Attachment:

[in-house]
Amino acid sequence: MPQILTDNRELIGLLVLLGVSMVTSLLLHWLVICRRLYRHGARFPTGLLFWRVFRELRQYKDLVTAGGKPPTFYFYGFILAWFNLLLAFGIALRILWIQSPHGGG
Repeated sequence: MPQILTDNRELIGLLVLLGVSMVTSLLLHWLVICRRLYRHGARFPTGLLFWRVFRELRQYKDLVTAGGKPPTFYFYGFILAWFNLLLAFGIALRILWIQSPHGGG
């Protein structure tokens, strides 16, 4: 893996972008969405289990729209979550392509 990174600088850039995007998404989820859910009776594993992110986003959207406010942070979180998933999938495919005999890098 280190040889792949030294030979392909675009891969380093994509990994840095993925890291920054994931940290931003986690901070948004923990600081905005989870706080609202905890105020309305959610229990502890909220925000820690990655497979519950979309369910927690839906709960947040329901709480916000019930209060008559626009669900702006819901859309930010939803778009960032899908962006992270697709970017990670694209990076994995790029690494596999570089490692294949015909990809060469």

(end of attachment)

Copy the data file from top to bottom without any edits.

[in-house]
Amino acid sequence: MPQILTDNRELIGLLVLLGVSMVTSLLLHWLVICRRLYRHGARFPTGLLFWRVFRELRQYKDLVTAGGKPPTFYFYGFILAWFNLLLAFGIALRILWIQSPHGGG
Repeated sequence: MPQILTDNRELIGLLVLLGVSMVTSLLLHWLVICRRLYRHGARFPTGLLFWRVFRELRQYKDLVTAGGKPPTFYFYGFILAWFNLLLAFGIALRILWIQSPHGGG
């Protein structure tokens, strides 16, 4: 893996972008969405289990729209979550392509 990174600088850039995007998404989820859910009776594993992110986003959207406010942070979180998933999938495919005999890098 280190040889792949030294030979392909675009891969380093994509990994840095993925890291920054994931940290931003986690901070948004923990600081905005989870706080609202905890105020309305959610229990502890909220925000820690990655497979519950979309369910927690839906709960947040329901709480916000019930209060008559626009669900702006819901859309930010939803778009960032899908962006992270697709970017990670694209990076994995790029690494596999570089490692294949015909990809060469």